We were pleasantly surprised when our long time friends, Naomi and Bill, joined us for a few days at Bishop. Naomi and Bill recently retired from careers as educator and commercial photographer, respectively. We enjoyed a day trip to Lake Sabrina and Aspendale. We found a few stands of aspen still in brilliant fall color at Aspendale, but most of the trees around Lake Sabrina had already dropped all of their leaves. Disappointing, but still a great outing and we did have Apsendale.
We enjoyed lunch at the Mountain Rambler Brewery and a visit to Galen and Barbara Rowell’s Mountain Light Gallery. Naomi and Bill introduced us to a nice place for dinner – surprisingly, the Back Alley Bowling Alley in Bishop – good food and good price, a place the locals go. Before we knew it, it was time for Naomi and Bill to drive home. (We miss you both, but look forward to seeing you in SoCal this winter.)
Other highlights of our stay in Bishop include a visit to the famous Erik Schatt’s Bakkery for Shepard’s Bread and danishes, another visit to the Mountain Light Gallery and to several local bookstores. Several afternoons I photographed rock art – petroglyphs – on the Volcanic Tableland, including the Bishop Sky Stone, Chidago Canyon and Chalfant Valley Panels. We also took day trips to Lake Sabrina and South Lake, as well as a short visit to the Ancient Bristlecone Pine Forest and the Grandview Campground. We have a lot of fond memories of our many trips with the SBVAA astronomy club for star-gazing at Grandview – beautiful dark skies at 8,600 ft elevation. We enjoyed a great BBQ lunch at the Copper Top BBQ Restaurant in Big Pine, CA.
Mobile Phone Woes on the Volcanic Tableland
One sour note during our stay was that I damaged my mobile phone while photographing the Sky Stone on the Volcanic Tableland. Somehow I slipped and leaned against a boulder too hard and managed to crack the screen of my phone. I was able to buy a replacement phone in Bishop, but I was not able to unlock and recover anything from my old phone. Not too much of a loss, contacts and apps were backed up to the Cloud, but not photos – manually backed up, except for about two weeks worth of snapshots I had taken – mostly photos from the Lake Washoe and Paradise Shores campgrounds for use in campground reviews. Apologies in advance, but when I do these reviews, I will have few, if any photos. Oh well, lesson learned – I’ll back up the phone pics more often, now.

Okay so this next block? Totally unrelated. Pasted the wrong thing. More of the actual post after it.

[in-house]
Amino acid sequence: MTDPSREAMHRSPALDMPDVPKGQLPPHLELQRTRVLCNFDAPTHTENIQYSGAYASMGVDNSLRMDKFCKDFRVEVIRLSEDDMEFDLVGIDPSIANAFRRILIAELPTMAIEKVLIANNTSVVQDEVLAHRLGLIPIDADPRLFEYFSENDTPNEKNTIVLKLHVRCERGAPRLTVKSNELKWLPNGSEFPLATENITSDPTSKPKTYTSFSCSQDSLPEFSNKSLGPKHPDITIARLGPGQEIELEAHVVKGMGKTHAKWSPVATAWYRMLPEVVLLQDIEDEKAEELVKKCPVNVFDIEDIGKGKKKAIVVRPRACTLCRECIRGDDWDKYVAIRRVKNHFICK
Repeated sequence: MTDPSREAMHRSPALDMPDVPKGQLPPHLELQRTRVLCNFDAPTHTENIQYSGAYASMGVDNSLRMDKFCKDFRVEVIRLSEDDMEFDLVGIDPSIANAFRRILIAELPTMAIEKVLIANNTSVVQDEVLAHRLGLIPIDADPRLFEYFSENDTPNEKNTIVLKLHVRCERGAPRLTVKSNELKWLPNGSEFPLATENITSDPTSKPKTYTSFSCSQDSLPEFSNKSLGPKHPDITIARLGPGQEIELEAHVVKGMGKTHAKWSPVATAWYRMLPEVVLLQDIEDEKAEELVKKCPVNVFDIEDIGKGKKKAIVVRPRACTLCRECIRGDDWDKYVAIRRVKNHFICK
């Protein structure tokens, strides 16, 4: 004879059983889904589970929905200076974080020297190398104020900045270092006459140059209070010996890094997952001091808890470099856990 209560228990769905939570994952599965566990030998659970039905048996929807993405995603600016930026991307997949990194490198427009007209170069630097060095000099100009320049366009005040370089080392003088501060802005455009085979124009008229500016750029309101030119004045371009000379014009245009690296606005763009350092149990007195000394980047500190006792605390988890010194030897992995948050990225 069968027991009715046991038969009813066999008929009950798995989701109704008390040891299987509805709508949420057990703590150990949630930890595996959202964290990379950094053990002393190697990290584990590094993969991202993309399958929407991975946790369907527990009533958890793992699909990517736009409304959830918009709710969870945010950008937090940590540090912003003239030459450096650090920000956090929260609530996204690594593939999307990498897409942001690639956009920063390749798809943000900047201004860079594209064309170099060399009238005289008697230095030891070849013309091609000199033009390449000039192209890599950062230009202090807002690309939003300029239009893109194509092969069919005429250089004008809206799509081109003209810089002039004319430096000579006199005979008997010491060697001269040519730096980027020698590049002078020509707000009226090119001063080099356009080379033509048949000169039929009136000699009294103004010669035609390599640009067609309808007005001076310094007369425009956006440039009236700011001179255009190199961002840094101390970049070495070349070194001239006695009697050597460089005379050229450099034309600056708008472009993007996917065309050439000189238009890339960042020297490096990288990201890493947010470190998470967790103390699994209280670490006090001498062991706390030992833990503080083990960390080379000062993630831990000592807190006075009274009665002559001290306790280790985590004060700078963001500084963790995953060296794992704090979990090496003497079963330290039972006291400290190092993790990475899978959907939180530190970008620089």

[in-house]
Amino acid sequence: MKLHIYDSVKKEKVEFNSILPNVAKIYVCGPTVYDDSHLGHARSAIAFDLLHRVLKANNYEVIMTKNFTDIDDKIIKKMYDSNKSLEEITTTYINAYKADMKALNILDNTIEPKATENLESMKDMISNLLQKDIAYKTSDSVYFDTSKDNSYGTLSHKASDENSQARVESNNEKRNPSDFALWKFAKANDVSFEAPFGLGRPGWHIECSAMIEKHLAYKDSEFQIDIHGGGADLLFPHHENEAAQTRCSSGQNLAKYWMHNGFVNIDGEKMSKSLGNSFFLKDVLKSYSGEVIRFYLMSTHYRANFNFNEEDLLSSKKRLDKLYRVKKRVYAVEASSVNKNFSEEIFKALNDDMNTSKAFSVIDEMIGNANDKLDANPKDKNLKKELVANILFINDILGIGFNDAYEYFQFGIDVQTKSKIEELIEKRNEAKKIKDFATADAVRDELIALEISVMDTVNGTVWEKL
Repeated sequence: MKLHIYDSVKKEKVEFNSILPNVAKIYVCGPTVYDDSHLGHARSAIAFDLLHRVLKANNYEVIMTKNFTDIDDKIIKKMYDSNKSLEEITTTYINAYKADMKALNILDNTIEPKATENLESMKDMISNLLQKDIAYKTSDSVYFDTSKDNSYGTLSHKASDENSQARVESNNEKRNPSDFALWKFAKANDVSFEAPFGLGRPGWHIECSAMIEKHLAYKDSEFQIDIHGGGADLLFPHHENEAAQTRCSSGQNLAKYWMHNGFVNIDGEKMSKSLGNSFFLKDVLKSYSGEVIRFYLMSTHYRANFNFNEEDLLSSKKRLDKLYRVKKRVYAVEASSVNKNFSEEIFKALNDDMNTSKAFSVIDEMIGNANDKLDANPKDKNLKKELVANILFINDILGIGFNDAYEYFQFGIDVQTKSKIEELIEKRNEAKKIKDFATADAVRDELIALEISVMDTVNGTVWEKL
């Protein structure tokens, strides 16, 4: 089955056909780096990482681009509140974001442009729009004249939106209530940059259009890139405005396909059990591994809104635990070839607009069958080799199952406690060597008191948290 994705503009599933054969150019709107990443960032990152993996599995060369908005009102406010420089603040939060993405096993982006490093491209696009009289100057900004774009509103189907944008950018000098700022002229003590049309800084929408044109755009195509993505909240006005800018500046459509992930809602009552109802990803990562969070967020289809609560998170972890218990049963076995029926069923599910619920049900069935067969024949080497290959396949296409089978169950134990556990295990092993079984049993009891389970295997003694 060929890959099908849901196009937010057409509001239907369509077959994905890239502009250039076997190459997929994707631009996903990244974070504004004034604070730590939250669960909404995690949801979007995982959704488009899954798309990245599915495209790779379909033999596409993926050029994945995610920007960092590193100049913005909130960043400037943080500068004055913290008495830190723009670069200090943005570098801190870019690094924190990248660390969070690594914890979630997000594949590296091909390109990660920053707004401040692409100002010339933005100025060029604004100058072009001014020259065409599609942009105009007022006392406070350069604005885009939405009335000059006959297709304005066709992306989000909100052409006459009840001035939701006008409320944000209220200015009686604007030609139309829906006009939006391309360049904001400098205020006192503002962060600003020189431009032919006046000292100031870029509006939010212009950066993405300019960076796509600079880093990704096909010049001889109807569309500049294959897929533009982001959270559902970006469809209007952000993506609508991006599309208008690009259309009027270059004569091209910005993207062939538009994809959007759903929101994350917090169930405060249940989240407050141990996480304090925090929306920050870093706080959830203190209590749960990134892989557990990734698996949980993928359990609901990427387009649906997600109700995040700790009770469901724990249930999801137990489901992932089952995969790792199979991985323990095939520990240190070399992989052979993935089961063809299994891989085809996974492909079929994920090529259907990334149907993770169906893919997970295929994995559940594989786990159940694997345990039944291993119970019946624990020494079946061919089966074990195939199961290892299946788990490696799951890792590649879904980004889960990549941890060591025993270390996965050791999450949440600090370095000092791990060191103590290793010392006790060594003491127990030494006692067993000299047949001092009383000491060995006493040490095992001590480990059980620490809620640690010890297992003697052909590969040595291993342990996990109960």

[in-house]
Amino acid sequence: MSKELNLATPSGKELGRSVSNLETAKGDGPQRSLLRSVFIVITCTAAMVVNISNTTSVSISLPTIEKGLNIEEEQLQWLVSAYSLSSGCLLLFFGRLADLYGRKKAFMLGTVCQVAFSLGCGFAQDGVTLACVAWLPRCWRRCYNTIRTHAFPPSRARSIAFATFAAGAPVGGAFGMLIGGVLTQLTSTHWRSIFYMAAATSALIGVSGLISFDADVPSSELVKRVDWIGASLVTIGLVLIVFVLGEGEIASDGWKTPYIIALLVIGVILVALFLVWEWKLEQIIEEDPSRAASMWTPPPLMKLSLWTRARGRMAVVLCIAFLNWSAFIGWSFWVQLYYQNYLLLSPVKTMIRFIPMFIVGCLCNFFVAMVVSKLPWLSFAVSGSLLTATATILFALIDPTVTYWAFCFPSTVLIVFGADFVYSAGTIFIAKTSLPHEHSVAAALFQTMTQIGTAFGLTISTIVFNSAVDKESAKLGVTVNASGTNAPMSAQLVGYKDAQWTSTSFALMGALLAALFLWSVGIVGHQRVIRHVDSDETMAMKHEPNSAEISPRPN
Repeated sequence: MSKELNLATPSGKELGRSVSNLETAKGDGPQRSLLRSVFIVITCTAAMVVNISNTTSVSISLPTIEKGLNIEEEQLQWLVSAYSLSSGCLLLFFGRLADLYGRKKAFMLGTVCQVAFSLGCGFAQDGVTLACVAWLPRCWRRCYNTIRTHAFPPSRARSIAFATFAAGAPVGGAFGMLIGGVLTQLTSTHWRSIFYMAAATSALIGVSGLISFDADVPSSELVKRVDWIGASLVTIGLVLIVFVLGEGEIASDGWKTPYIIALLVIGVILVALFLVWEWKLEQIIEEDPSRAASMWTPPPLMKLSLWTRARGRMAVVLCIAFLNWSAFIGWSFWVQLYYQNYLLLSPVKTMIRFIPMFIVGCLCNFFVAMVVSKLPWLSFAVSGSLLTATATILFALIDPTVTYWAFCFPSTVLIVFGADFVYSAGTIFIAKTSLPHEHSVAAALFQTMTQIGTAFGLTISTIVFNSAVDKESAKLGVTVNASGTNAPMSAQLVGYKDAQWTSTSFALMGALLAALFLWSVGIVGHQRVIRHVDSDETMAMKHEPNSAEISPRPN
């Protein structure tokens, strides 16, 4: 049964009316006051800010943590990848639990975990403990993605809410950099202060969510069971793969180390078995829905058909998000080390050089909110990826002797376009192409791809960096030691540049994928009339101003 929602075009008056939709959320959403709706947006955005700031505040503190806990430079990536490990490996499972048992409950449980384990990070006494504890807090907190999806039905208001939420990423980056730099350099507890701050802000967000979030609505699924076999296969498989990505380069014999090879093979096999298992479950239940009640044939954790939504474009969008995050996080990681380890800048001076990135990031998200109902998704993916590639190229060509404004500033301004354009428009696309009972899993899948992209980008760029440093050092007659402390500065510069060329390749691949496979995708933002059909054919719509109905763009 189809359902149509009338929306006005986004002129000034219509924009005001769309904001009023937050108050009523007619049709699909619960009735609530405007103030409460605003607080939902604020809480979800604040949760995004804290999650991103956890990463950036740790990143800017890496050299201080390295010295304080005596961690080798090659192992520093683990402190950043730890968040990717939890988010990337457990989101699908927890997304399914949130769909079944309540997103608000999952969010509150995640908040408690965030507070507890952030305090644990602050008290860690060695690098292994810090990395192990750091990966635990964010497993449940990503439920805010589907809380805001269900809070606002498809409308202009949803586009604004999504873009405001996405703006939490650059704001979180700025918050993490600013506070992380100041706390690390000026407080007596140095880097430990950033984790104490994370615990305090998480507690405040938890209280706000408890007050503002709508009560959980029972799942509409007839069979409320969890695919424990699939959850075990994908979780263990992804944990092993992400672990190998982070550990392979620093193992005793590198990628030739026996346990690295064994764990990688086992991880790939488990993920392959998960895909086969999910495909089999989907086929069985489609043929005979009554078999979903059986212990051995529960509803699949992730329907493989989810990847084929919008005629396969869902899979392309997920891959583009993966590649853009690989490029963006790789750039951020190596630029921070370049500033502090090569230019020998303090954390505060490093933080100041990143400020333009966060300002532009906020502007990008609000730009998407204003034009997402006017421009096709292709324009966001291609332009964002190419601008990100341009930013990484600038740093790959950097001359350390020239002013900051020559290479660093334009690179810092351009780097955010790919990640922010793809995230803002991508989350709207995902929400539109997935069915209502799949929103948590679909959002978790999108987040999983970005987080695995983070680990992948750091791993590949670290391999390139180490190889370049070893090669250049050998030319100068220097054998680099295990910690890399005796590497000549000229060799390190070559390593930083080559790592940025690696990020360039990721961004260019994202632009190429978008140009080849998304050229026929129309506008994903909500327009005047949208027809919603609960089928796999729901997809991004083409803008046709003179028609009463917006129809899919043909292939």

Lone Pine, California
From Horton Creek, we moved on to the Boulder Creek Mobile Home and RV Park at Lone Pine, California. We intended to stay four nights at this full service RV park, but extended our stay to six nights due to a storm moving through the area. We enjoyed our stay at this very nicely maintained park, catching up on laundry and cleaning before moving to another dry site. This was our first stay at Boulder Creek, although we had stopped several times in the past to use their dump station. We were very pleased with the amenities available at this park as well as their super-sized dog run.
From Boulder Creek, we moved just a few miles west of town to the BLM Tuttle Creek Campground for an 8 night stay. Like Horton Creek, Tuttle Creek is a primitive, but well maintained campground, with spectacular views of the Sierras, tawny rocks of the Alabama Hills, the Inyo Mountains across the Owens Valley, as well as the vast, mostly dry, Owens Lake.
While in the area, we enjoyed day trips to sites along the Owens Valley and around the Alabama Hills, including drives along Movie Road and Lubken Canyon Road. It’s fun to see the locations where so many movies other shows were filmed through the years. We celebrated a quiet Halloween by carving pumpkins.
Vintage Neon Signs at Lone Pine
One evening I photographed some of the vintage neon signs in Lone Pine. I always find neon a fascinating subject to work with.
End of the Travel Season
As the saying goes, “All good things must come to an end.”, and so too our travel season has drawn to an end. Leaving Tuttle Creek on Election Day (we voted by mail this year), we returned to our winter grounds at the Silent Valley Club in southern California, about a 235 mile drive. For the next few months we will be in and out of Silent Valley, as our membership allows. We look forward to reconnecting with family and friends over the holidays, as well as making plans for next year’s travel season.
That’s all for now. Take care and enjoy the journey!